The only reason to treat dyslipidemia is to prevent/stabilize/regress ATD. (If TG are very, very high, then TG must be treated to prevent pancreatitis. Fortunately, such severe TG disorders are uncommon.) Goals of dyslipidemia therapy are based on gold-standard scientific evidence, which is only provided by randomized controlled clinical trials (RCT’s). RCT’s are expensive to do and only give gold-standard evidence for the questions they were designed to answer. Hence, it is commonplace to generalize the results of a RCT to related questions. This process is termed post hoc analysis or meta-analysis. While convenient and cheap, post hoc analysis gives recommendations that are at best exploratory or hypothesis-generating—such recommendations are NOT gold-standard evidence. This fact is important to remember in light of some of the recommendations currently being given. An important example of this can be found under the Letters to the Editor file—look under the letter “Effect of HDL Measurement Technique on Clinical Lipidology.” The RCT’s that give us our goals of treatment were all based on the older indirect measurement of HDL. There were some problems with the older technique, so a newer method of measuring HDL (the direct measurement technique) was developed to counter-act those problems. The newer direct measurement technique gives a HDL value about 10 mg/dl (0.25 mmoles/L) higher than the older indirect measurement technique. Since we calculate LDL-cholesterol (rather than measure it, to save money) by the Friedewald formula, a “fallacious” rise in HDL-cholesterol results in a “fallacious” fall in LDL-cholesterol. Thus one’s lipid values can look great on paper while atherogenic dyslipidemia is operative at the artery wall level. You will see the importance of this when you look at the reference I just cited.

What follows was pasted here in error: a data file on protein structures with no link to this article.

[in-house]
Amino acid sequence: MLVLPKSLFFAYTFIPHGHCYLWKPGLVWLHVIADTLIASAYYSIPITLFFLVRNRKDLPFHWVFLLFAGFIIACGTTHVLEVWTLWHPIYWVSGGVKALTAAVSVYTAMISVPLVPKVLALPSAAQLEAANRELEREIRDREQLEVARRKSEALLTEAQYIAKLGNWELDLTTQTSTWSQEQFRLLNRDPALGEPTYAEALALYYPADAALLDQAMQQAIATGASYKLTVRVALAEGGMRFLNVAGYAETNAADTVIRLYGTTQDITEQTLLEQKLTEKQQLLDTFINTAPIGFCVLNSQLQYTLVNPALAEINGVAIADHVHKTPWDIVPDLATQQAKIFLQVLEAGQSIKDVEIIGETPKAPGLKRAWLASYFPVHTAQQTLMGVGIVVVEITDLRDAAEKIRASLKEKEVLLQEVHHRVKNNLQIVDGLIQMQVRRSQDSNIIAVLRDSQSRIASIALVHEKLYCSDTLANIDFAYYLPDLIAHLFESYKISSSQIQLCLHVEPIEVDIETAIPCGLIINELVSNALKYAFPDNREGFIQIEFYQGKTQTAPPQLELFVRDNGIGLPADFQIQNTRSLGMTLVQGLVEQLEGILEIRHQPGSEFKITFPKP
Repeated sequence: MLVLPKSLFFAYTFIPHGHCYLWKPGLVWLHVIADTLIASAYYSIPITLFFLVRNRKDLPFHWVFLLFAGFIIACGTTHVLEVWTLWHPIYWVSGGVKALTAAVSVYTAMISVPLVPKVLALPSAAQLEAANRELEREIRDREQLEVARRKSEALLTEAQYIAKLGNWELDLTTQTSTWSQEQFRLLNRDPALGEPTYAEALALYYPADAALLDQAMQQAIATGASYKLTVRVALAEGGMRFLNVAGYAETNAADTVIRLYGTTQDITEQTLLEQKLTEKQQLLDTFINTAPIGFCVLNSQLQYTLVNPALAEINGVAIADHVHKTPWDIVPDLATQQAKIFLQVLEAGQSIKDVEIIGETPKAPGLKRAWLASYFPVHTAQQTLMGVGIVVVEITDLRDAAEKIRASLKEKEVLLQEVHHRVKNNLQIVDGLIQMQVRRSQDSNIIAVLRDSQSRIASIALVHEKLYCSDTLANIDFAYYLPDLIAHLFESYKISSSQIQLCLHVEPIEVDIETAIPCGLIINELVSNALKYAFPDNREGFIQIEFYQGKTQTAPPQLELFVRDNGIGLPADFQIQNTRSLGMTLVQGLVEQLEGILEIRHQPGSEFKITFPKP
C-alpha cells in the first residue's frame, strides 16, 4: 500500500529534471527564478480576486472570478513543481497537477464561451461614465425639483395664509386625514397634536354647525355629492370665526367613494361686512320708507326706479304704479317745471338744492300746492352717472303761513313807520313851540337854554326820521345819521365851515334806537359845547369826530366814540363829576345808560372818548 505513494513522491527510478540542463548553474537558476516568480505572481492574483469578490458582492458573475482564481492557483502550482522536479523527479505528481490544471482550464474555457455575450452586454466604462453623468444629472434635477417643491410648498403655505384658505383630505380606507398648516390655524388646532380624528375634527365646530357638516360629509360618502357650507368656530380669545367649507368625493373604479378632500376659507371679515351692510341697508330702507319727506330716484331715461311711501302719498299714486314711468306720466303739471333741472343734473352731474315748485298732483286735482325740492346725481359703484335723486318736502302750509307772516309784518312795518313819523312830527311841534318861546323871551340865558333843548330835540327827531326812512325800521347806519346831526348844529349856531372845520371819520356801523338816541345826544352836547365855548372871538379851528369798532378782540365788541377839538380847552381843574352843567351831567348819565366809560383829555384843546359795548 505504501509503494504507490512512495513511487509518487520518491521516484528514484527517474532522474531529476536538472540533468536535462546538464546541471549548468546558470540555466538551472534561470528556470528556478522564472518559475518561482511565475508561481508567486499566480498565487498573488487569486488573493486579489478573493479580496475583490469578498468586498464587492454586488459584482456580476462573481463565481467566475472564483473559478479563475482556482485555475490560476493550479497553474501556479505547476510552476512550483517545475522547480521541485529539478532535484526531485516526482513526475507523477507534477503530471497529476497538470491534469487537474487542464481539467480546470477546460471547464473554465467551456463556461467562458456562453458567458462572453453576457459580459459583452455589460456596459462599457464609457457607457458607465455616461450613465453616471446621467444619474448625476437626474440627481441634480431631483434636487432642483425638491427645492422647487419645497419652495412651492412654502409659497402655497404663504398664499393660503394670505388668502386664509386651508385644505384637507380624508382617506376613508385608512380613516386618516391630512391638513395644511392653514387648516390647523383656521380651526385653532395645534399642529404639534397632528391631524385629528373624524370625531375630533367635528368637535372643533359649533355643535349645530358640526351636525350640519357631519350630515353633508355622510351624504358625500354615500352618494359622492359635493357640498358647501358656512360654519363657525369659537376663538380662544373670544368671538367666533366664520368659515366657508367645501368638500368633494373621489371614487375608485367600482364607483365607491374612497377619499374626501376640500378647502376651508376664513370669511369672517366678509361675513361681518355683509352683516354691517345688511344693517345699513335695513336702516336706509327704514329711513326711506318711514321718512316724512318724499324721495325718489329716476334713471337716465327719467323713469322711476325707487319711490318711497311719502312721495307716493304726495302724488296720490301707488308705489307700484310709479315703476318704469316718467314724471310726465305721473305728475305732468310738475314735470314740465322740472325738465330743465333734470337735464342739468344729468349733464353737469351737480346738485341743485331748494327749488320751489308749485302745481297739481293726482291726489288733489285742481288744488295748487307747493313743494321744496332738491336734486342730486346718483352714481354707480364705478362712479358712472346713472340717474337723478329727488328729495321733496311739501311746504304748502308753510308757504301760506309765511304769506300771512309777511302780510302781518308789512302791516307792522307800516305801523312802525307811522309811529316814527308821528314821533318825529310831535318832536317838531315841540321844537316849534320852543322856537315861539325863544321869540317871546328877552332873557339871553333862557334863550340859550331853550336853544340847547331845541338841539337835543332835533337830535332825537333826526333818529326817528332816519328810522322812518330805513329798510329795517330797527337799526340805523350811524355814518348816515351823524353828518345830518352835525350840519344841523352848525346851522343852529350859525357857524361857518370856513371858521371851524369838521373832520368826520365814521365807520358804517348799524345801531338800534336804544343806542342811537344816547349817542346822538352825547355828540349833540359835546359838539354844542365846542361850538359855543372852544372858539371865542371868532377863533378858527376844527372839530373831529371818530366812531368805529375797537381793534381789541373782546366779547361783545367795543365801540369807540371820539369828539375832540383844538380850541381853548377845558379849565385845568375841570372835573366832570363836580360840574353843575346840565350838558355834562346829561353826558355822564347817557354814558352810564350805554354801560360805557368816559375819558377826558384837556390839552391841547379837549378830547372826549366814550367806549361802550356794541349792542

Finally, the approach that I use for the prediction of the population at risk of ATD—and as a guide to stabilize/regress ATD—is a global risk approach since ATD is a multi-factorial disease, and one risk factor interacts with another, rather than acting independently. Back in 1981 I was searching for a means of predicting the population at risk of ATD. As outlined in the various papers that I have published (Published Articles files), I had set up my patient population as an age-sex database and had segregated out those people who had sustained some sort of ATD event. When I looked at all of their risk factors, I realized that most ATD patients had multiple risk factors, so I graphed one risk factor versus another to determine which risk factor combination was most predictive. (To read more precisely how this came about, please refer to Discussion Files, and look under “Materials and Methods”.) The predictive combination that best predicted the population at risk of ATD was the combination of CRF and SBP, and then only when stratified by cigarette smoking status. This is the graph that I use today. The graph is discussed under the Published Articles files—look under the “Prediction of the Population at Risk of Atherothrombotic Disease” heading. The graph has been validated against other studies—look under the Discussion Files and the heading “Validation of the Lipid Predictor.”